There’s been a lot of talk about the new digital economy. Is it really based on a very old model?
By SANDRA GARSON
There’s a new mood around town, one that’s looking a little more critically at the changes the Internet Era have wrought. At the end of May, Palo Alto native George Packer devoted a lengthy New Yorker article to how the innovation culture known as Silicon Valley has, like an Oklahoma tornado, upended not only on his own but the hometown roots of the whole nation. Despite its relentless braggadocio about being democratic and uplifting, the newly dominant culture turns out to be insular, indulgent, inequitable and, so obsessed with algorithms that it can seem uninterested in even brushing against the human world around it.
About a week ago, Jaron Lanier described in stark and dismal terms the new digital economy:
“Jobs involving communication and expression (music, journalism and so forth) are suddenly much harder to come by, because information is now held to be free…. Alas, there are [now] only a few genuine success stories. Almost everyone else in the game lives on false hope, accepting the benefits of an informal economy—reputation and barter—while helping a small, distant elite build real wealth. Instead of a bell curve, the distribution looks like a razor-thin skyscraper dragging an emaciated “long tail” behind it.”
In this crave new world, I just spent a long day trying to stash an enormous set of late 19th Century, gold-rimmed handmade Limoges china that was priceless when my great uncle purchased it as a young groom. All efforts to sell it failed. The 21st century has made its fragile elegance a different kind of priceless: totally without value. Dear friends on the Atlantic seaboard who for decades specialized in six and seven figure exquisite America antiques are being thrown out of business by the same cultural shift. Ditto a dear friend on the Pacific rim who has folksy Asian art that perfectly expresses humanity, not machinery. Antiques today, she says, means ’50s and ’60s stuff, mid-century modern made in the rise of the same technology that is erasing the human hand. (Yes, handwriting is now being expunged from school curricula.)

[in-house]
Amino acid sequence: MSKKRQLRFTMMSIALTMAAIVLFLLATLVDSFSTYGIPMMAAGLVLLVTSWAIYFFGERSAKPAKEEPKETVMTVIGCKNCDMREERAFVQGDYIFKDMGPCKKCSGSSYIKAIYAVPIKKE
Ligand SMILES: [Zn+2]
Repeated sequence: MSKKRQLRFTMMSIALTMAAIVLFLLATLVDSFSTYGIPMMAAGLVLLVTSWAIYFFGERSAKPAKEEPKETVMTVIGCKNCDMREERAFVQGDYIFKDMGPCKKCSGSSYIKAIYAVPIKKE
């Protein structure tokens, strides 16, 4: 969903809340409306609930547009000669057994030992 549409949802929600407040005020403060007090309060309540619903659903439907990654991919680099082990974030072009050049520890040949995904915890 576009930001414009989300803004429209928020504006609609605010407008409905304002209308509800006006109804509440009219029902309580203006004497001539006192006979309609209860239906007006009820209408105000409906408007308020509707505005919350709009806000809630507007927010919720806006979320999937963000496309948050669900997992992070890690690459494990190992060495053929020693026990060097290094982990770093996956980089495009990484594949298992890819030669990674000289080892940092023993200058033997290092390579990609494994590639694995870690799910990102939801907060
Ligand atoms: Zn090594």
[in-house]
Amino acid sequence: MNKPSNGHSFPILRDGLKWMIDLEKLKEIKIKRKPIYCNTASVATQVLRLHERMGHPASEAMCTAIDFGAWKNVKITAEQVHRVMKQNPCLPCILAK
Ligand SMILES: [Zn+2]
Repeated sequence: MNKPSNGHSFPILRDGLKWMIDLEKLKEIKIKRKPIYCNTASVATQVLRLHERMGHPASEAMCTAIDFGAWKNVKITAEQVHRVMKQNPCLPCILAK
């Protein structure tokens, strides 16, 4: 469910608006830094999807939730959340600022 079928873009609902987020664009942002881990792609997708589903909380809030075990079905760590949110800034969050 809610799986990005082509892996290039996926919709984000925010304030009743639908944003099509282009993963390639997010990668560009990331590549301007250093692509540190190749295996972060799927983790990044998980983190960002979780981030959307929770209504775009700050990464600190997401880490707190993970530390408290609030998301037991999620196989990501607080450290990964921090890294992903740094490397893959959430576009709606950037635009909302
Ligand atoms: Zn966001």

No wonder the Millennium proclaimed the end of history. Virtual reality is the new New World, so everyone has rushed to evacuate the hard reality of the past. And to where are we running? Lanier asks us, who owns the future? The truth is, those who own the past have the most purchase on the future.
There is no difference between the colonizing of the New World America and the capitalizing of the new world of the Internet. They are simply different iterations, a recycling of the same old American dream. This country was founded not by pious Pilgrims, but by the irrational exuberance of a gold rush: giddy Brits hungry to fish profits from the discovery of huge cod schools in the Gulf of Maine. Salivating to be lords of luxurious fiefdoms, England’s newly gentrified merchant class scrambled to establish onshore plantations in the new world so they could own it. With dreams of unfettered monopoly, ambitious syndicates relentlessly seduced fishermen with scabrous settlement offers to populate the land and work the sea for free.
Of course only the moneymen ever see the money, again and again. Those who didn’t quickly meet the profit expectations of sponsors (who usually knew almost nothing about conditions on the ground) were left to die on the shores of New England. And then again by the railroad barons, in the breadbasket of the Midwest; and again on the plantations of the South.
As advanced and as enlightened as we supposedly are, today’s Internet recalls an even older kind of relationship: one that had its heyday in darker, medieval times.
Once upon a time the landed gentry, that quaint old-fashioned 1% who we still adore to watch in their Edwardian finery on Masterpiece Theater, controlled the fields of food, and the leftover 99% had to work its land to eat. As we know, when capitalism launched the Mercantile and Industrial Ages, that arrangement evaporated. The branded gentry owned the fields and factories that produced things people needed as well as the stores that purveyed them. To eat, everybody else had to get on board or on the assembly line or in the cubicle where they simply became a cog in the assembly line of consumption. When the Iron Curtain fell and capitalism won, computers barged in, giving us a new kind of assembly line and cubicle.